Girls Rock (and DJ!)

by: Jess Dilday

This upcoming Friday, Girls Rock NC will be hosting their first annual Rock Roulette Showcase Benefit at the Pinhook – a venue that has also recently benefitted from a string of fundraisers. Volunteers and former Girls Rock campers have formed bands and are now fundraising for Girls Rock NC. Eight of these bands will be performing at the Pinhook Friday, along with MC Stormie Daie, followed by a late night dance party by Luxe Posh of Full House Collective and yours truly.

Girls Rock NC is a nonprofit that has been empowering girls, women, and folks of marginalized genders through creative expression since 2004. They put on a fantastic rock camp every year, teaching workshops on musical instruments, zine making, body confidence, DIY clothing, and more. I’ve had the great fortune of teaching a DJ workshop at this camp, and there is nothing like seeing kids’ eyes light up when they realize that they, too, can DJ. I know at least one girl last year walked away with a DJ name already in mind.

While men still have a stronghold on DJ scenes worldwide, female and genderqueer DJs are forming strong connections and collaborating with each other through both internet networking and through IRL organizations such as Girls Rock. It took me years of wishing I was a DJ to actually become one, because the boys I knew that DJ’ed in high school and beyond wouldn’t teach me, and would constantly hog the decks. It was when I finally met a female DJ that was willing to mentor me that I started DJ’ing. Once I started playing out in clubs, I immediately ran into the phenomenon of male DJs and sound guys assuming I didn’t know how to hook up my own equipment. What is that?!! But then I found other female/genderqueer DJs to commiserate with when dudes would pull that shit.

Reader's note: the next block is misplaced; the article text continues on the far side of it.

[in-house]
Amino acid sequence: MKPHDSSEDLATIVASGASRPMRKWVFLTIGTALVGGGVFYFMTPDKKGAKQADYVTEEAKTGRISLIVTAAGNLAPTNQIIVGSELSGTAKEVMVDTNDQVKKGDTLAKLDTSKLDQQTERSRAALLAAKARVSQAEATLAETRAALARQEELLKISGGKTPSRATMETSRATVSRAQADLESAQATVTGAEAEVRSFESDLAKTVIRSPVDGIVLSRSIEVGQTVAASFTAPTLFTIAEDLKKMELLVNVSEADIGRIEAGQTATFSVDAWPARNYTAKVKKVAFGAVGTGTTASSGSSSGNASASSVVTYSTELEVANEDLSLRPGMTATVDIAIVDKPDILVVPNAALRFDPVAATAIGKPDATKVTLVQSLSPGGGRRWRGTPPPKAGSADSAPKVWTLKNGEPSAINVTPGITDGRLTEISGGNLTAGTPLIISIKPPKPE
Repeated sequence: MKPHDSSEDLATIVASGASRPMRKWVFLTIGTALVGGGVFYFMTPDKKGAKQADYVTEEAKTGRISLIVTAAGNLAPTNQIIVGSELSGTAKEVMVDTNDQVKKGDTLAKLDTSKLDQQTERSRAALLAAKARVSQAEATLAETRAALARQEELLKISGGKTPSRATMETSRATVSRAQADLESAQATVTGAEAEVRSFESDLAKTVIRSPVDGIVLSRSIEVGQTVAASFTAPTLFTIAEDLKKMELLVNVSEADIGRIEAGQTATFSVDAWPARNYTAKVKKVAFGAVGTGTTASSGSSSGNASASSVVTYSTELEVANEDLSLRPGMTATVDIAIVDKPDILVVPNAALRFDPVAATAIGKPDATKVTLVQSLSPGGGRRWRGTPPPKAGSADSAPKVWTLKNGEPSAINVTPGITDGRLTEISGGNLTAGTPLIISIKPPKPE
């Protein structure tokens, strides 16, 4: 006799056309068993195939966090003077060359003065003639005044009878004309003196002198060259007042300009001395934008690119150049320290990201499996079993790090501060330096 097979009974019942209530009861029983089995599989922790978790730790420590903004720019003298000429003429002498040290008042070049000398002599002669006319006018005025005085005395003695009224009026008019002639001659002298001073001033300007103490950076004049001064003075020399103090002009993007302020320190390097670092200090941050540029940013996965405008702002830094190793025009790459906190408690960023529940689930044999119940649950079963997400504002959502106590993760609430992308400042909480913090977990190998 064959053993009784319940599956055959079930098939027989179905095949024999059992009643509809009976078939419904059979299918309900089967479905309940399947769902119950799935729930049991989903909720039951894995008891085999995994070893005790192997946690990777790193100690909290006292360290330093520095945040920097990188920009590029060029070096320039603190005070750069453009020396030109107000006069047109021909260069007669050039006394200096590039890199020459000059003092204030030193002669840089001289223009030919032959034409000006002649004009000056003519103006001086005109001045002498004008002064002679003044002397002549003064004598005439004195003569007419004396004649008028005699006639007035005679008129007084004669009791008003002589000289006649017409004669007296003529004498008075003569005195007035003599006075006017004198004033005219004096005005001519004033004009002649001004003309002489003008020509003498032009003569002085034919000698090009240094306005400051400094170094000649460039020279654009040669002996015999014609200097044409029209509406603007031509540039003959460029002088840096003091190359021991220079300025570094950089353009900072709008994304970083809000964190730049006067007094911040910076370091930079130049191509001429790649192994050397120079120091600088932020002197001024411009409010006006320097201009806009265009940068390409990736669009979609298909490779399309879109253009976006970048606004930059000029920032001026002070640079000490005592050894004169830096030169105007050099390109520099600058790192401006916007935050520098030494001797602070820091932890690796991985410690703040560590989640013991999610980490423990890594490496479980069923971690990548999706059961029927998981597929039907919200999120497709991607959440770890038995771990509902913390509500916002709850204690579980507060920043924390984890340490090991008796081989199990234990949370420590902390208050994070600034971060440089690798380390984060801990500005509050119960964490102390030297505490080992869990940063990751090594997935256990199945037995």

I don’t know as much as I’d like to know about the way bands function (still working on my bass guitar skills so I can join the Hole cover band of my fantasies), but I imagine they have to deal with similar crap from male musicians and venue owners because, patriarchy.

This is one of the reasons organizations like Girls Rock are so important for young musicians: in a world that is currently set up to disempower people who aren’t cis men, having a space to feel empowered and acknowledge the challenges we face as girls, women, and folks of marginalized genders is CRUCIAL. Girls Rock creates a space with adult volunteers to look up to and to aspire to be like, a space where you can meet other campers who might later become your band members, part of your new DJ collective, or contributors to your burgeoning zine.

Come check out the musical connections that have been made through Girls Rock this Friday! Here’s a list of the bands (and some of them even have links if you want to follow them):

Sassmaster (including Clarion Content writer Allie Mullin!)

Mom Jokes

Space CAT


Trash Cant

Bambi’s Mom

Windgardium Furiosa


Jess Dilday is Clarion Content's current Editor-in-Chief and regular contributor. Jess originally moved to Durham to be a part of vibrant communities centered on music, art, and activism. Jess sees Durham as a place where people don’t just sit at a bar and talk about great ideas and rad projects - we put them into action. Their other alias is DJ and producer, PlayPlay. PlayPlay is in a constant musical conversation with the public, speaking across generation, race, ethnicity, gender and sexuality to create an all-inclusive dance floor. PlayPlay has opened for Big Freedia, MC Lyte, TT the Artist, Dai Burger, Double Duchess, Le1f, Jubilee, MikeQ, Cakes Da Killa and others. They are also one of the organizers and resident DJs behind Party Illegal (a monthly dance party in Durham) as well as the creator and organizer of several themed parties at the Pinhook, including the Dreaming of the 90's and Dark Entries parties.

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